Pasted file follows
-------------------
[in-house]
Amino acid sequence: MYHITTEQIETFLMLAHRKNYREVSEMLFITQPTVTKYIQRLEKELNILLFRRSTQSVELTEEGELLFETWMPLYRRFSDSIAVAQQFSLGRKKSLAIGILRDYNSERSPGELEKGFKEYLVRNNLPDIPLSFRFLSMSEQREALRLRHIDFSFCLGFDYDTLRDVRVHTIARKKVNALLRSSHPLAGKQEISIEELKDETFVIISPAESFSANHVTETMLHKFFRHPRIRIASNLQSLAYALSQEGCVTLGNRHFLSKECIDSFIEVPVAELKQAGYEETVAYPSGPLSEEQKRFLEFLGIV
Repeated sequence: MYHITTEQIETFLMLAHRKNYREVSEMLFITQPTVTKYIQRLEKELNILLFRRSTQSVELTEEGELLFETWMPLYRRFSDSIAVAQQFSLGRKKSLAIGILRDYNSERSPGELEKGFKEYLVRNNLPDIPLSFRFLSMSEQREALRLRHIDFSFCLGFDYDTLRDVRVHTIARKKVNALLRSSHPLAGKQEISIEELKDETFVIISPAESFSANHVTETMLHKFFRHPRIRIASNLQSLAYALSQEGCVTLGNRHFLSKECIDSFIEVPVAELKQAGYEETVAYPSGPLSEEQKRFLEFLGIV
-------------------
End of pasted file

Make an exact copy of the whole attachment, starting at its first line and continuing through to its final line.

[in-house]
Amino acid sequence: MYHITTEQIETFLMLAHRKNYREVSEMLFITQPTVTKYIQRLEKELNILLFRRSTQSVELTEEGELLFETWMPLYRRFSDSIAVAQQFSLGRKKSLAIGILRDYNSERSPGELEKGFKEYLVRNNLPDIPLSFRFLSMSEQREALRLRHIDFSFCLGFDYDTLRDVRVHTIARKKVNALLRSSHPLAGKQEISIEELKDETFVIISPAESFSANHVTETMLHKFFRHPRIRIASNLQSLAYALSQEGCVTLGNRHFLSKECIDSFIEVPVAELKQAGYEETVAYPSGPLSEEQKRFLEFLGIV
Repeated sequence: MYHITTEQIETFLMLAHRKNYREVSEMLFITQPTVTKYIQRLEKELNILLFRRSTQSVELTEEGELLFETWMPLYRRFSDSIAVAQQFSLGRKKSLAIGILRDYNSERSPGELEKGFKEYLVRNNLPDIPLSFRFLSMSEQREALRLRHIDFSFCLGFDYDTLRDVRVHTIARKKVNALLRSSHPLAGKQEISIEELKDETFVIISPAESFSANHVTETMLHKFFRHPRIRIASNLQSLAYALSQEGCVTLGNRHFLSKECIDSFIEVPVAELKQAGYEETVAYPSGPLSEEQKRFLEFLGIV